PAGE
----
a dilator;
a handle assembly including a sheath hub, a dilator hub removably connected to the sheath hub, and a needle hub removably connected to the dilator hub;
a needle assembly, the needle assembly including a transseptal needle having a needle tip, the needle tip comprising:
a wedge surface;
a dome-shaped region intersecting the wedge surface;
a first reverse-angle bevel in the dome-shaped surface intersecting the wedge surface; and
a second reverse-angle bevel in the dome-shaped surface intersecting the wedge surface and the first reverse-angle bevel; and
a needle advancement mechanism adapted to cooperate with the needle assembly, wherein the needle advancement mechanism allows for selective advancement of the needle assembly from a position within the dilator to a position external to the dilator.
19. An elongated, curved transseptal puncture needle, comprising:
a needle proximal end;
a needle distal end, wherein the needle distal end comprises a working portion including an inner needle tube and an outer needle tube, wherein the inner needle tube and the outer needle tube are conjoined, wherein the inner needle tube comprises a proximal end and a distal end, wherein the outer needle tube comprises a proximal end and a distal end, wherein the proximal end of the inner needle tube is inserted into the distal end of the outer needle tube, creating an embedded portion and an exposed portion of the inner needle tube, and creating a circumscribing portion and a nonoverlapping portion of the outer needle tube, and wherein the conjoined inner and outer needle tubes define a conjoined outer surface including an outer surface of the outer needle tube plus an outer surface of the exposed portion of the inner needle tube; and
a needle tip at the distal end of the inner needle tube, the needle tip comprising:
a puncture tip leading edge;
a puncture tip trailing edge;
a wedge surface extending between the puncture tip leading edge and the puncture tip trailing edge;
a dome-shaped region intersecting the wedge surface; and
a pair of intersecting reverse-angle bevels in the dome-shaped surface, each of the pair of intersecting reverse-angle bevels intersecting the wedge surface;
wherein the puncture tip leading edge is defined by an intersection of the pair of intersecting reverse-angle bevels and the wedge surface.
20. A method of manufacturing a transseptal needle, comprising the steps of:
providing a substantially tubular body having a proximal end and a distal end;
providing a dome-shaped region proximate the distal end;
truncating the substantially tubular body at a wedge angle to create a wedge surface, the wedge surface intersecting the dome-shaped region;
beveling a first reverse-angle bevel into the dome-shaped region intersecting the wedge surface; and
beveling a second reverse-angle bevel into the dome-shaped region intersecting the wedge surface,
thereby forming a puncturing tip leading edge.
21. The method according to claim 20, wherein the beveling step comprises:
wherein the first reverse-angle bevel and the second reverse-angle bevel intersect at an interbevel angle.
22. The method according to claim 20, wherein the at least one reverse-angle bevel intersects the wedge surface between an inner diameter of the substantially tubular body and an outer diameter of the substantially tubular body.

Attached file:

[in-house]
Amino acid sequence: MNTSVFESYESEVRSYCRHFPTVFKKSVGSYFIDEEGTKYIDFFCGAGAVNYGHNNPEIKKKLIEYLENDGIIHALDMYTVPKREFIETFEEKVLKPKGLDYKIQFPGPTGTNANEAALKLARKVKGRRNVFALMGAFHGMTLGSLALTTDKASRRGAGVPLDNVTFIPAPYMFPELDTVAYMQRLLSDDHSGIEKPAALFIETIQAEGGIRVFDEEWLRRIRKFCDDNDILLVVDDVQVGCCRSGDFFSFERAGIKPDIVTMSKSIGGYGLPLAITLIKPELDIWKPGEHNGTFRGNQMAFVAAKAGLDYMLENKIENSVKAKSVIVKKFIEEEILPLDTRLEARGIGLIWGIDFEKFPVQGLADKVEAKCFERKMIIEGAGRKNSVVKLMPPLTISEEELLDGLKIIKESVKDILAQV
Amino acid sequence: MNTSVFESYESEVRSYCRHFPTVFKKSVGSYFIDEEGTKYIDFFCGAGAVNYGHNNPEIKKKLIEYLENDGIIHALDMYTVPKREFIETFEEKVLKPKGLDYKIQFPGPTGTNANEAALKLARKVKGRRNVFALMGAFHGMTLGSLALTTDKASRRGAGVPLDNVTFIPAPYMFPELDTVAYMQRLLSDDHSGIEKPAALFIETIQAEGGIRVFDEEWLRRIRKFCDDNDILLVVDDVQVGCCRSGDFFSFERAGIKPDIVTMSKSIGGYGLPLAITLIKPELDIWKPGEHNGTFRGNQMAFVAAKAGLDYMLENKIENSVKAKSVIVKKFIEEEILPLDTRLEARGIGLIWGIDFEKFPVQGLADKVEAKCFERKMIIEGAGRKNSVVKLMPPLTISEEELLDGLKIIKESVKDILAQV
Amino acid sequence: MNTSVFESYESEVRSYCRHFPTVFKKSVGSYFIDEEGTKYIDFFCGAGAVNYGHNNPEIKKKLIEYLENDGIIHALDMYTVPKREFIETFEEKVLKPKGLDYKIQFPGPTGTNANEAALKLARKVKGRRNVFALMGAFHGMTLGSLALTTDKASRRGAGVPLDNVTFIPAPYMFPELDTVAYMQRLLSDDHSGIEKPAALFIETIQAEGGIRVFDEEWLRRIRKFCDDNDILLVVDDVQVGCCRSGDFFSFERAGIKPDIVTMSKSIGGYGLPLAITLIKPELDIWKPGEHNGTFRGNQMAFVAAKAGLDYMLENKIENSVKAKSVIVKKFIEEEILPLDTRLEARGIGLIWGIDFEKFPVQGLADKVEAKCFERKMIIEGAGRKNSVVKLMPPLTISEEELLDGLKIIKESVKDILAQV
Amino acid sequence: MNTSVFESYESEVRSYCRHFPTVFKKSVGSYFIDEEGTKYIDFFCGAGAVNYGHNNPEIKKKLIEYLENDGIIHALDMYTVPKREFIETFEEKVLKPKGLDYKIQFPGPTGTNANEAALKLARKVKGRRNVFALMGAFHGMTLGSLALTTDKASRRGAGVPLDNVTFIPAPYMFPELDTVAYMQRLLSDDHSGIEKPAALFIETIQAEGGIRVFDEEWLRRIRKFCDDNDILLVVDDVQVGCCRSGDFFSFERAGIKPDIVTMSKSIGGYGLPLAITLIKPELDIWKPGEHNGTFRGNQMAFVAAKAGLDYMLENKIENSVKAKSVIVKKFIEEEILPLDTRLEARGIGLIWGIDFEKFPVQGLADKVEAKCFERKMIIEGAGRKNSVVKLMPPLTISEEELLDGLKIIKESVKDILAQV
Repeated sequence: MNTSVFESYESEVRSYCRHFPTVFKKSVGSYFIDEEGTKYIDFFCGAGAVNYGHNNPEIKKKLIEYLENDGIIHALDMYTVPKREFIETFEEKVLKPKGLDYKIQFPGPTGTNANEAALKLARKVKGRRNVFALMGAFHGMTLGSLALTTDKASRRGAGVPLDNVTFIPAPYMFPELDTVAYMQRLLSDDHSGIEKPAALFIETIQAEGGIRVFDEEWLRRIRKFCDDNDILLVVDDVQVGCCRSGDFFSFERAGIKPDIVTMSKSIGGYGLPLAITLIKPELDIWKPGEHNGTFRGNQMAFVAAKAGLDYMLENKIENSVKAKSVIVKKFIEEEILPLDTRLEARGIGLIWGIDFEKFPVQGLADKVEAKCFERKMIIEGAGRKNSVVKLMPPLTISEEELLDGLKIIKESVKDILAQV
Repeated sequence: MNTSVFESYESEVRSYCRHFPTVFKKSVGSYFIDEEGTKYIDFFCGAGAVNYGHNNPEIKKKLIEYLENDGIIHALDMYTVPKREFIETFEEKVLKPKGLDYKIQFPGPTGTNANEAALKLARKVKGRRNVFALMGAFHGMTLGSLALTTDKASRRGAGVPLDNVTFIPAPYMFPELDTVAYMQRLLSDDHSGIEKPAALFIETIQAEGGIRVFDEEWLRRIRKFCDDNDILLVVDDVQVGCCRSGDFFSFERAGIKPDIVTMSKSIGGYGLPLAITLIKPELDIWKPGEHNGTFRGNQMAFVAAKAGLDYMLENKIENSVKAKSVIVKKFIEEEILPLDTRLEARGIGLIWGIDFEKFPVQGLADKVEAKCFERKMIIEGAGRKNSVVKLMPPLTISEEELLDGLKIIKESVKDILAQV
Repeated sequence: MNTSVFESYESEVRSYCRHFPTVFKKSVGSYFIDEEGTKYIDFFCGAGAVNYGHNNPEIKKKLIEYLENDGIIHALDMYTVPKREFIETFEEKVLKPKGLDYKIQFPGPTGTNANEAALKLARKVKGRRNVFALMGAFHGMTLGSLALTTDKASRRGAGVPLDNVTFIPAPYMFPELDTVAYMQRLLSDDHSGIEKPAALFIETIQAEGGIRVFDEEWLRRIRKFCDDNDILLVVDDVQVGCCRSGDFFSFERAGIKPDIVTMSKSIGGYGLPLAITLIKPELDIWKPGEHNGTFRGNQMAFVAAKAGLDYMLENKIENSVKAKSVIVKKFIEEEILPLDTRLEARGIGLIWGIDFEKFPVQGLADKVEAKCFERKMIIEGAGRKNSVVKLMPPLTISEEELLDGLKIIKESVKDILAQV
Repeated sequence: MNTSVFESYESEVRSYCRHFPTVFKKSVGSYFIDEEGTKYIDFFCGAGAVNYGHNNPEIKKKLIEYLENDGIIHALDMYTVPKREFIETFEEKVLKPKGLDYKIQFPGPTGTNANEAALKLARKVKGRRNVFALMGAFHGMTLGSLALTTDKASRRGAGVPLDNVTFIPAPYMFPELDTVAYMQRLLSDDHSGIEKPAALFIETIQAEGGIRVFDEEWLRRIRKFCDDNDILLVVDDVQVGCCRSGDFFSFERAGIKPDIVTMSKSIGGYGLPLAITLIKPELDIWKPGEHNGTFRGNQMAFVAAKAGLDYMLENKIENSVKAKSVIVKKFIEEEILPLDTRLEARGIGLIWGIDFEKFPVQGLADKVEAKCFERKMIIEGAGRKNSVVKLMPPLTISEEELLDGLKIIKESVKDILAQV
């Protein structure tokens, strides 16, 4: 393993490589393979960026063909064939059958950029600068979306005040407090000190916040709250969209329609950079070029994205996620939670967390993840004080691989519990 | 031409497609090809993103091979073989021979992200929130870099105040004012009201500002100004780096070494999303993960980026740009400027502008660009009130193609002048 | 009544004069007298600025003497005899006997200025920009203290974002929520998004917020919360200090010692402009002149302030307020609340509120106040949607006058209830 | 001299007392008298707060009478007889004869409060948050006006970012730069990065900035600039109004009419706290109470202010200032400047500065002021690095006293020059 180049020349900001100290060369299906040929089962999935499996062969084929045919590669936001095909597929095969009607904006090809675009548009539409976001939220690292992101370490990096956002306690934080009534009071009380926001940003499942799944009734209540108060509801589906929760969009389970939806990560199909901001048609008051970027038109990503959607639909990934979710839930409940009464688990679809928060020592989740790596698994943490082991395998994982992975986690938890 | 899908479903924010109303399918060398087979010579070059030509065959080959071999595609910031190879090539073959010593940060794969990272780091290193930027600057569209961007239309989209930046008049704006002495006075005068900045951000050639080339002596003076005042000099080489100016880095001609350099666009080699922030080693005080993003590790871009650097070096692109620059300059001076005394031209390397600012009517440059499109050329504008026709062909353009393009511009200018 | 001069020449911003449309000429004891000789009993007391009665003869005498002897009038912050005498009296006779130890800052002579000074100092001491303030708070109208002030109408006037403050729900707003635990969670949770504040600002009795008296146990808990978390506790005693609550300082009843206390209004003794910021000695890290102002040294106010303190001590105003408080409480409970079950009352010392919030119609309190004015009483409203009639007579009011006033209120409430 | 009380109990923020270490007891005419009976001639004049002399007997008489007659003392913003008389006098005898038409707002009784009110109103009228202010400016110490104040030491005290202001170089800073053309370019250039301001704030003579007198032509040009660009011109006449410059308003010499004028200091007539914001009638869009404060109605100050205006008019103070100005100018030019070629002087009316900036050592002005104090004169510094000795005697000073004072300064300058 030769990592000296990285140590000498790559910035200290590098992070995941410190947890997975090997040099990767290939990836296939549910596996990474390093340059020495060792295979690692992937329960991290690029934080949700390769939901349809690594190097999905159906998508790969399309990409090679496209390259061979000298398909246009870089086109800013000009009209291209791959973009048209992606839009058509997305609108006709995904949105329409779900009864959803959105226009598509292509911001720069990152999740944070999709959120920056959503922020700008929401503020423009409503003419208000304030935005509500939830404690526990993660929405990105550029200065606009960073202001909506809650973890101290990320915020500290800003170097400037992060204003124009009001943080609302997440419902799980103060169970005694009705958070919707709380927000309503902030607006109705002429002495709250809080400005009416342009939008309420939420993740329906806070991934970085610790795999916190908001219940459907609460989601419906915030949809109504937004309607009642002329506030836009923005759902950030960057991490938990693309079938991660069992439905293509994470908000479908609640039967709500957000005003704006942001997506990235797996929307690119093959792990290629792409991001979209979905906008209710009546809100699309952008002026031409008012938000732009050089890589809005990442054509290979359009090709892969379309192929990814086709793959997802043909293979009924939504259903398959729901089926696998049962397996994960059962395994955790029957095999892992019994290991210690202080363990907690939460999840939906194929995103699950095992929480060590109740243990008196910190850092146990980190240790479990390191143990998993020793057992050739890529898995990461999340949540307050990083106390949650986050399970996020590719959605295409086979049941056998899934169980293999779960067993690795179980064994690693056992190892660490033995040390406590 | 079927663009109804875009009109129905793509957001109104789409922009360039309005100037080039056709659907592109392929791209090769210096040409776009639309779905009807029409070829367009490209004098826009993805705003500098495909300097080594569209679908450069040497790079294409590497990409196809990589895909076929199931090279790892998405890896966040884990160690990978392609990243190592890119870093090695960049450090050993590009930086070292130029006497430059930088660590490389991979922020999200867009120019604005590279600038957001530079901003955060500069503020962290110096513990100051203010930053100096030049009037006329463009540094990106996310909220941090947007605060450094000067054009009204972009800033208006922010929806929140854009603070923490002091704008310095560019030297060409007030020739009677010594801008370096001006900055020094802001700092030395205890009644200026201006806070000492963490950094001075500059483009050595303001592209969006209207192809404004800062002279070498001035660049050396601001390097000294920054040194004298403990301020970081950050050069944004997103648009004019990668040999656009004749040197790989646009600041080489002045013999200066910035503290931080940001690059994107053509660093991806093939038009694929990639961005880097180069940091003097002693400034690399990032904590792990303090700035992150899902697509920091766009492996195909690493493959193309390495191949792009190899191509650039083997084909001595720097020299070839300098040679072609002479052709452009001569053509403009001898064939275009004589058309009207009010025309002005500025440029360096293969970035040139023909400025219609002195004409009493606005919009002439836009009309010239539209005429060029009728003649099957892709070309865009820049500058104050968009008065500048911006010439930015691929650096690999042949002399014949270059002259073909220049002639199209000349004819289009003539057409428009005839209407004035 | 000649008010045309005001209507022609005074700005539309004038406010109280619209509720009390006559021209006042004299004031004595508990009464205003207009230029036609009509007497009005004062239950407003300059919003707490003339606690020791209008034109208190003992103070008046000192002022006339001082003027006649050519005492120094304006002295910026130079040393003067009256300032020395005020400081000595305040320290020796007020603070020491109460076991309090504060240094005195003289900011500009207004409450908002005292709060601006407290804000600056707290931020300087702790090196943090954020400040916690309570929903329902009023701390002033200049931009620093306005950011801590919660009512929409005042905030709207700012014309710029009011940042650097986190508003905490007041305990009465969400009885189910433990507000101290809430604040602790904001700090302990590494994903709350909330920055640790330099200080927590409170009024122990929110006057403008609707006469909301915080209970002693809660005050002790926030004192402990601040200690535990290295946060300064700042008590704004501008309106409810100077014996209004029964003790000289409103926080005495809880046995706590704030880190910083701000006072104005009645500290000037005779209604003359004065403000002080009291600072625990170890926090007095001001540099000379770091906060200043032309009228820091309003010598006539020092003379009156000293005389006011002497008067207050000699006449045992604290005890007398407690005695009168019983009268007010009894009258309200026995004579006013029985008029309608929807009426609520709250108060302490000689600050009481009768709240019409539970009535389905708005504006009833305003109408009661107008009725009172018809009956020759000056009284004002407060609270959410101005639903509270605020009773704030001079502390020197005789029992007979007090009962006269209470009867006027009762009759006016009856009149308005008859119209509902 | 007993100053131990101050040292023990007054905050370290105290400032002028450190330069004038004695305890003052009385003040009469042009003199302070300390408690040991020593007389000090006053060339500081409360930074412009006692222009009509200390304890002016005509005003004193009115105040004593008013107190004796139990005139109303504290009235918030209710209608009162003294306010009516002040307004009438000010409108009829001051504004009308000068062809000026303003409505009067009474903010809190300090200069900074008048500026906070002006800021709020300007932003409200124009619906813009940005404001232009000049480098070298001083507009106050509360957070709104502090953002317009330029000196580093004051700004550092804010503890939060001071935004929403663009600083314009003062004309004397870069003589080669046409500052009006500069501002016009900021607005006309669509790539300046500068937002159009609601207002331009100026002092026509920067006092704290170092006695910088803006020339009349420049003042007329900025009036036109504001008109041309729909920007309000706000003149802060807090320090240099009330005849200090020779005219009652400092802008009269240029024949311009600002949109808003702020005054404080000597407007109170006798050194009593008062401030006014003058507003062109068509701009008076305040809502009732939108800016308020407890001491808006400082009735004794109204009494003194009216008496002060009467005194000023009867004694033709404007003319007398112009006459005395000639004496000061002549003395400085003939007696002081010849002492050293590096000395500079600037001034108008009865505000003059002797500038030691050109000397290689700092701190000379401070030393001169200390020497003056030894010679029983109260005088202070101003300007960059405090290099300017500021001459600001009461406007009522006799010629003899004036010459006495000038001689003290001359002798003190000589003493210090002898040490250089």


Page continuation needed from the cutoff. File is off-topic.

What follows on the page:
23. The method according to claim 20, wherein the step of providing a dome-shaped region proximate the distal end comprises bending the distal end of the substantially tubular body into a curved configuration prior to the truncating step.
Description
CROSS-REFERENCE TO RELATED APPLICATIONS

This application claims the benefit of U.S. provisional application No. 60/916,565, filed May 8, 2007. This application is a continuation-in-part of U.S. application Ser. No. 11/646,525, filed Dec. 28, 2006, which claims the benefit of U.S. provisional application no. 60/800,854, filed May 17, 2006. This application is also a continuation-in-part of U.S. application Ser. No. 10/947,817, filed Sep. 22, 2004. This application is also related to U.S. application Ser. No. 11/647,312, filed Dec. 29, 2006. All of the foregoing are hereby incorporated by reference as though fully set forth herein.

BACKGROUND OF THE INVENTION

a. Field of the Invention

The instant invention relates to assemblies and methods for puncturing, or piercing, tissue within the body, including, for example, transseptal access systems and methods for accessing the left atrium from the right atrium by crossing the fossa ovalis. In particular, the instant invention is directed towards transseptal puncture needles and transseptal puncture needle assemblies.

b. Background Art

The human heart includes a right ventricle, a right atrium, left ventricle and left atrium. The right atrium is in fluid communication with the superior vena cava and the inferior vena cava. The tricuspid valve separates the right atrium from the right ventricle. The mitral valve separates the left atrium from the left ventricle. The right atrium is separated from the left atrium by the interatrial septum.

A wide variety of diagnostic and therapeutic procedures have been developed in which a catheter is transluminally advanced within a guide sheath or over a guidewire into various chambers and across valves of the heart. The most difficult chamber of the heart to access with a catheter is the left atrium. Access to the left atrium through the pulmonary artery is not possible. Approaches from the left ventricle are difficult, may cause arrhythmias, and may present difficulty in obtaining stable catheter positioning. Accordingly, the most common approach used by electrophysiologists to gain access to the left atrium is through puncture of the interatrial septum from the right atrium.